Mechanism of Neonatal Brachial Plexus Injuries
Perinatal Center, U.M.D.N.J., New Jersey Medical School, Newark, New Jersey, USA
- *Corresponding Author:
- Leslie Iffy
Perinatal Center, U.M.D.N.J.
New Jersey Medical School
Newark, New Jersey, USA
Tel: (908) 273-2651
E-mail: [email protected]
Received date: February 26, 2014; Accepted date: March 26, 2014; Published date: March 31, 2014
Citation: Iffy L (2014) Mechanism of Neonatal Brachial Plexus Injuries. J Women’s Health Care 3:152. doi:10.4172/2167-0420.1000152
Copyright: © 2014 Iffy L. This is an open-access article distributed under the terms of the Creative Commons Attribution License, which permits unrestricted use, distribution, and reproduction in any medium, provided the original author and source are credited.
This article is based on a literary review pertaining to the etiology and pathological mechanism of brachial plexus damage sustained by neonates at birth. The study attempts to identify characteristic environmental, chronologic, epidemiologic and clinical features of arrest of the shoulders at birth in order to establish their compatibilities with two competing concepts about the cause and mechanism of Erb’s and Klumpke’s palsies in newborn infants: A) Excessive traction exerted by the professional who assists the mother during the birthing process. B) Spontaneous injury ‘in utero’ caused by myometrial activity during gestation and/or labor. Of the pertinent literary data the following ones appear to be of importance within the context of this analysis:
1. Since fluid fills the amniotic cavity during pregnancy, according to Pascal’s law of fluids no part of the fetal body can be subjected to excessive pressure as long as the membranes are intact.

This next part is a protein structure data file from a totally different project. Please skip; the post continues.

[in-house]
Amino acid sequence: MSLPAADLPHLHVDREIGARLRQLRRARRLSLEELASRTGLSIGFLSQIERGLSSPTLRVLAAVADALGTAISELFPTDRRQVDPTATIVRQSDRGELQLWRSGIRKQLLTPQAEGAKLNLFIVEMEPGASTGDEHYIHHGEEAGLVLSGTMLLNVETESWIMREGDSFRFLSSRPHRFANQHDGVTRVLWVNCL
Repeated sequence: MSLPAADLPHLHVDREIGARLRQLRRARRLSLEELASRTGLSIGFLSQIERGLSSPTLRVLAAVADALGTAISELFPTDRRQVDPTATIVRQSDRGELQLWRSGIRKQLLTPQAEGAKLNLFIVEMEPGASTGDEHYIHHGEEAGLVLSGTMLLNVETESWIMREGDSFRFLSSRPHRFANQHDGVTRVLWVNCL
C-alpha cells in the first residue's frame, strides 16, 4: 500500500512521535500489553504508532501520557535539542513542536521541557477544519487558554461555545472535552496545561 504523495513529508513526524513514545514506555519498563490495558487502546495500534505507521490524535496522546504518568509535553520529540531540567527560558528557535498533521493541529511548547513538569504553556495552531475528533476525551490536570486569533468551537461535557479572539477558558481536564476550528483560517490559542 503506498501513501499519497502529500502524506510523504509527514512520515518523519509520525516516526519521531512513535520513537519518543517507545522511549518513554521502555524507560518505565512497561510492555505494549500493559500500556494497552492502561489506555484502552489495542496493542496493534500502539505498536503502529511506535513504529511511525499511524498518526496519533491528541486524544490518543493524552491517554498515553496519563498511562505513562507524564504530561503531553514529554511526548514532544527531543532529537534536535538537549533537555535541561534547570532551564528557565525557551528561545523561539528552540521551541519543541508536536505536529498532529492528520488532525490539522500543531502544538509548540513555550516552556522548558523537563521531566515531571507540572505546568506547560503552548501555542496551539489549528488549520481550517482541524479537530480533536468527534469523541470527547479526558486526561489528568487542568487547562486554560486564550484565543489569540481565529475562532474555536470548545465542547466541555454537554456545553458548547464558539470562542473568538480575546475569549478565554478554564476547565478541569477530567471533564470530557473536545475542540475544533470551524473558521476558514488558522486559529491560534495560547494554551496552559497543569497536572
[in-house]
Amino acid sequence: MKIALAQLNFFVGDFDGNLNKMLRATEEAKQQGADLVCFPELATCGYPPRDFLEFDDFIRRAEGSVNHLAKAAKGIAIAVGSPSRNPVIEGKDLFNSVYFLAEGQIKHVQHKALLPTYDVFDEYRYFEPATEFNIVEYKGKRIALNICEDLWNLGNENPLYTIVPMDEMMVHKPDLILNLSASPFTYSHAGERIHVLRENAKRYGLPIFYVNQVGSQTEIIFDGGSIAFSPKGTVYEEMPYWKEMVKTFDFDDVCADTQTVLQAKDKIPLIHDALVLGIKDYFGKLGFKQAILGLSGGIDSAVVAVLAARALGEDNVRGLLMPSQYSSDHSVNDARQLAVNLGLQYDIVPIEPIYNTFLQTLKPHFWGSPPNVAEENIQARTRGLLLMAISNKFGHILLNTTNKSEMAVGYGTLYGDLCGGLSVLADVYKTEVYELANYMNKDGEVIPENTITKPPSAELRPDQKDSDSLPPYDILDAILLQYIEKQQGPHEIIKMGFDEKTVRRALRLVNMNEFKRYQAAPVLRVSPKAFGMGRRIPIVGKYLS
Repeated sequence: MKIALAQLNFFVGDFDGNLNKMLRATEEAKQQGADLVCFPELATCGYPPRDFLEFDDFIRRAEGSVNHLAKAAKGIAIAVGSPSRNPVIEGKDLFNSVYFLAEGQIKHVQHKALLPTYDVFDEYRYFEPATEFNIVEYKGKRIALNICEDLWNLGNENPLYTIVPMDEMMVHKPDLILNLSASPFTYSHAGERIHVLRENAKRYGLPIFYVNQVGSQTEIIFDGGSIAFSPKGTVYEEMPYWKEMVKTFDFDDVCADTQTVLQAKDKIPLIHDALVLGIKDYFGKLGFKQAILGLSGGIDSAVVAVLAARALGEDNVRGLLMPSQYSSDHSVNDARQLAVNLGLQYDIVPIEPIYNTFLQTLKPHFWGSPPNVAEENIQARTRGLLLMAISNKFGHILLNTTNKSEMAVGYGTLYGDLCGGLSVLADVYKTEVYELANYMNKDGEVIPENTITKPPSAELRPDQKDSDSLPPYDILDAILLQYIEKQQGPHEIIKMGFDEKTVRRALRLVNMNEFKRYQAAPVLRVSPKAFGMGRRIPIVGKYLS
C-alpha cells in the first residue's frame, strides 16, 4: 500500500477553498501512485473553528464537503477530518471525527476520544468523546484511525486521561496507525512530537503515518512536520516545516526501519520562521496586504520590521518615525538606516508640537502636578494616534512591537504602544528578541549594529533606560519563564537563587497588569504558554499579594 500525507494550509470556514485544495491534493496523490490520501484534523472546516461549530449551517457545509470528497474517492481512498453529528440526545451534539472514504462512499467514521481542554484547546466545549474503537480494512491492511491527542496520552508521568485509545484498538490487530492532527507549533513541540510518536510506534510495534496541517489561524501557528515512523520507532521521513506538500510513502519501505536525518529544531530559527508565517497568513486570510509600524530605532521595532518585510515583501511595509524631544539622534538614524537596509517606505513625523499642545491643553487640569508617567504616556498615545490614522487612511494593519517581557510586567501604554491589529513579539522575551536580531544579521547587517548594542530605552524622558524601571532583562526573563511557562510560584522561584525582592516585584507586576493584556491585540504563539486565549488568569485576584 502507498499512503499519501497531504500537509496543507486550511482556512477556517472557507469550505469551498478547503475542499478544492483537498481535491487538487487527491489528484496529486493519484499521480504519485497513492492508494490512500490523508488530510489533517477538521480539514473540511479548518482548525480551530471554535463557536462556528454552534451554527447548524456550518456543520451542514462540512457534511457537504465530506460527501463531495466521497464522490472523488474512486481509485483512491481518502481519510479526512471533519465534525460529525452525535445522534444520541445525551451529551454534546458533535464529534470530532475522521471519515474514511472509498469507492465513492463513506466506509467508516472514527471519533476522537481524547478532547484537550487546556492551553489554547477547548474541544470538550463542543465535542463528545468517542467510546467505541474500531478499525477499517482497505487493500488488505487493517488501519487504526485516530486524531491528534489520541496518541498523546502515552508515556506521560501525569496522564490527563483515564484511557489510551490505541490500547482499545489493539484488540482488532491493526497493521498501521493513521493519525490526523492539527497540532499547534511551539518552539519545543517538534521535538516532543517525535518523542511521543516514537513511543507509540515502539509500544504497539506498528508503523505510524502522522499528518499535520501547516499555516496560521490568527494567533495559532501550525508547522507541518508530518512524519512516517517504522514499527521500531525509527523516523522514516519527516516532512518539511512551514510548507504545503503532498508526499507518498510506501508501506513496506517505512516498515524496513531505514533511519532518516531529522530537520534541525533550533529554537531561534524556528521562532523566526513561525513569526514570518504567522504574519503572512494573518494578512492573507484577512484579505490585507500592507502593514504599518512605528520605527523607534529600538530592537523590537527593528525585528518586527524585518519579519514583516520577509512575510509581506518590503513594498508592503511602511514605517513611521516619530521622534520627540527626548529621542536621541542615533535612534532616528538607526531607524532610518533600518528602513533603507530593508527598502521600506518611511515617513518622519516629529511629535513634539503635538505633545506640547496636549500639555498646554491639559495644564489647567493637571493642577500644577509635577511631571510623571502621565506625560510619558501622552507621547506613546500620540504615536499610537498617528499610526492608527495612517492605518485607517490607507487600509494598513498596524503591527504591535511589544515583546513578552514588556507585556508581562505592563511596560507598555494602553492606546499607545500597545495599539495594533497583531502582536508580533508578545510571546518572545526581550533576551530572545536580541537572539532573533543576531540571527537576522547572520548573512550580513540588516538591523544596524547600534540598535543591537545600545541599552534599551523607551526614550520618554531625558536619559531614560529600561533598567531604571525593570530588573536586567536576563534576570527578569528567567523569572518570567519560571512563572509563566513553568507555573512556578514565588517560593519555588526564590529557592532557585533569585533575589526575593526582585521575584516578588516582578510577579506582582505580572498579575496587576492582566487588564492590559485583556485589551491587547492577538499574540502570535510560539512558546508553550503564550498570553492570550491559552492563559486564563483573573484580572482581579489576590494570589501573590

2. Uterine contractions spread from the fundus towards the cervix gradually, thus creating an expulsive force. The musculature generates no traction force; the mechanism responsible for evulsion and rupture injuries that manifest clinically as Erb’s and Klumpke’s palsies.
3. Because almost one-third of all births occur by cesarean section in contemporary practice, brachial plexus palsy should be frequent following abdominal deliveries if the spontaneous in utero damage hypothesis was correct. However, Erb’s and Klumpke’s palsies after cesarean section are extremely rare.
4. Forceps and ventouse deliveries increase the risk of brachial plexus damage up to 10-fold. This could not be the case if a high proportion of these injuries were unrelated to vaginal birth.
5. Shoulder dystocia and its associated injuries are 5 to 15-times more frequent in the USA than in England, Italy, Ireland, Israel or Hongkong (China). Because the reproductive process is largely identical among all races, a difference of such magnitude is unlikely to be caused by a factor which is intrinsic to human pregnancies.
6. During the last 50 years the rate of arrest of the shoulders and the typical injuries associated with it increased 5–10-fold in America. Such a sudden change is unlikely to be attributable to some inherited predisposition in a stable population.
7. Before 1975 non-interference with the birthing process was standard requirement in the USA. Then the policy changed and physicians were advised to extract the child promptly after the delivery of the head. Increase of rate of shoulder dystocia shortly after the introduction of the new policy suggests a cause-effect relationship between the two events.
8. Non-interference with the birthing process has been the recommended routine in Great Britain since the early 20th Century. The rates of shoulder dystocia in the USA and Great Britain were equally low before the 1970’s. Its occurrence has remained stable in the Britain but increased steeply in this country after obstetricians had changed the method of delivery from conservative to active. The above summarized observations have practical implications in obstetrics. These are discussed with emphasis upon the fact that some of the new developments in perinatology, perceived as part of the progress initially, have proved counterproductive in the long run.